Why get cash from your crane? Is your business expanding rapidly? Do you need new equipment to fulfill upcoming contracts? Is working capital tight? Does your bank have you locked out of additional borrowing facilities? There are times that businesses need capital to move forward and grow from their current situation. If they are not able to qualify for additional financing from a bank, what do they do? If the business has capital equipment there may be an alternative not previously considered. The equipment must be in good working order. It cannot be encumbered with any liens or the amount owed on the original financing is low. Businesses can pull cash from crane equity. This can provide the working capital they need for new projects, markets, or employees. It’s a way to leverage asset equity to progress from the current situation. There are many reasons to get cash from your crane. The important thing to remember is to use the cash wisely. Make sure the additional profit you make exceeds the cost of borrowing. Using cash for your crane equity can propel your business to new heights! Talk to us today about getting cash from your crane!
Over the years in this industry I’ve worked with many a different crane equipment lender, from banks to hedge funds to family offices and private funds. Most of the articles written on due diligence involve coaching a borrower on how to prepare a loan submission package that will increase their chances for an approval. That’s important. It is also important you screen the lender, to make sure it is right for you. Through some hard earned lessons I’ve come up with several tips I used to fully vet a crane equipment lender for a particular deal. I provide this service on behalf of my clients, but it’s prudent for any borrower to do the same. 1) Ask for references. If an equipment lender will not provide them, move on. If they do, actually call the reference! Amazing how few people do this. You want to know if the lender can actually perform, the ease of their process, do they provide clear communication, etc. 2) Ask about the procedure for submission and due diligence. Take notes. The process should match the explanation given at the beginning. If there is a variance, ask why. Sometimes there is a reasonable explanation unique to your application. 3) Try to obtain a copy of the lender’s standard loan document package as early in the process as possible. Some won’t give it until they are ready to close, but if you can get it during due diligence, have your legal counsel review it. Problems with conditions and requirements (like guarantees) are addressed promptly, instead of when you’re headed to the closing table. 4) Finally, and this really is just common sense, pay attention to how you’re treated during the process. Do you get complete answers? When you reach out with a message, do you get a prompt response? Does the lender behave as if your loan is important to them? You do have to hold up your end. Everything you expect from the lender in terms of their service you need to reciprocate by providing information they request in the same manner they do. The goal is to work through the process cooperatively, so that the loan can be funded as quickly as possible.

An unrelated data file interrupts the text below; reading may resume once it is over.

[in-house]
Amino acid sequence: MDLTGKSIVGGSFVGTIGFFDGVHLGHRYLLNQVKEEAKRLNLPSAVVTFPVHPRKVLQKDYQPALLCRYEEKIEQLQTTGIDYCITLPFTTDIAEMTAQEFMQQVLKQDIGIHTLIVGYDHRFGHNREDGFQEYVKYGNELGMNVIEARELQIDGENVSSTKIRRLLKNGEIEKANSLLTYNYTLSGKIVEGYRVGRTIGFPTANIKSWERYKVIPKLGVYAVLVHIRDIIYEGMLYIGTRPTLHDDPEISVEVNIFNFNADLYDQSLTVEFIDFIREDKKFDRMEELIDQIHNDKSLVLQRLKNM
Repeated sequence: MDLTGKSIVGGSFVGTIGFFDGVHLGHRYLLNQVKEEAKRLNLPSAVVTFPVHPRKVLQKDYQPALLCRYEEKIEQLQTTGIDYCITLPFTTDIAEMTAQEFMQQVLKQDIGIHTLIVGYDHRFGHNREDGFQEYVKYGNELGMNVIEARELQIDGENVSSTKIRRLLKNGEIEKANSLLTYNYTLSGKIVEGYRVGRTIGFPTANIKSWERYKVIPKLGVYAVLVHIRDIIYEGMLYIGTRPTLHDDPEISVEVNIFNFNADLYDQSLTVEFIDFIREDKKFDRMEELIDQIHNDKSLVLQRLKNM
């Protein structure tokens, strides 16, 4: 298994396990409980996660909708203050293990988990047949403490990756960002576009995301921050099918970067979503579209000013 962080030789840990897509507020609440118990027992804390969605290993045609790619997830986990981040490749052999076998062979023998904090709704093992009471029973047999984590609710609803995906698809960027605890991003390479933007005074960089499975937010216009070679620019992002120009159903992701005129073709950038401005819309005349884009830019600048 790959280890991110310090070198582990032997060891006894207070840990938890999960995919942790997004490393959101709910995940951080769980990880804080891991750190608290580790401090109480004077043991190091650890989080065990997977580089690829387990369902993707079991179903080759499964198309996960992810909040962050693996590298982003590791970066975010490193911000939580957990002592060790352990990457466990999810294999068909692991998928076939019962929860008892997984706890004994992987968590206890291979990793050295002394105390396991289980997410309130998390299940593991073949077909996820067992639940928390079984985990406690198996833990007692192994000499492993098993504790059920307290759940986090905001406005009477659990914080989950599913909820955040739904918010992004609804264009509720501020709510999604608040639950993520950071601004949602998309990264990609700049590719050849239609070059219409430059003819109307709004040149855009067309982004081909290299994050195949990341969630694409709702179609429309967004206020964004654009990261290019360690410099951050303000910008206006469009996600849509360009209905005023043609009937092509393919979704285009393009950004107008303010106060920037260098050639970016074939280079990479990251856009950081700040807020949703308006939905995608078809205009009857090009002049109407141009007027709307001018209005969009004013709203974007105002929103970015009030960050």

In this article about cash flow and the importance of keeping healthy cash levels in any business, I want to review a sale and leaseback agreement. I closed a loan for a customer that provides an excellent example of how to use equity in your company assets to provide a better cash position and increase cash flow. So I thought I would summarize the deal to explain how this type of transaction works. The customer has a healthy and profitable business. He provides mobile crushing and screening services for construction companies and government roadworks divisions. In six years he’s built the business to more than $1.2M in revenue. He estimates that over that time he has purchased over $1M worth of equipment as well. Because he is responsible for every part of the business, he fell behind on certain items, mainly his bookkeeping. This put him in a position where he was paying $12,000 per month on equipment loans. He also paid $1200 per month to the IRS for back taxes. He had several large contracts coming up that would take up to 90 days to collect payment. This caused a shortage of cash to move forward. One thing he did well was take care of his equipment. We did a site inspection and found all of his large equipment – which included screeners, crushers, excavators, and loaders – to be in excellent condition. Some of the equipment needed upgrades. Some of it was owned with no loan on it. We performed a valuation on his equipment and provided options for buying the equipment and leasing it back to him. I set up a sale and leaseback agreement that will pay off 3 of his current equipment loans and provide him with an additional $50,000+ in cash. We are also reducing his monthly payment by more than $5000. He now has the cash to perform the upgrades on the older equipment, thus extending their useful life, and cover the initial expenses of performing the work on his new contracts. At the end of 90-120 days he will have increased his net monthly incoming cash flow by nearly $8000. This insures a healthy liquidity position for him moving forward in addition to increasing his profits.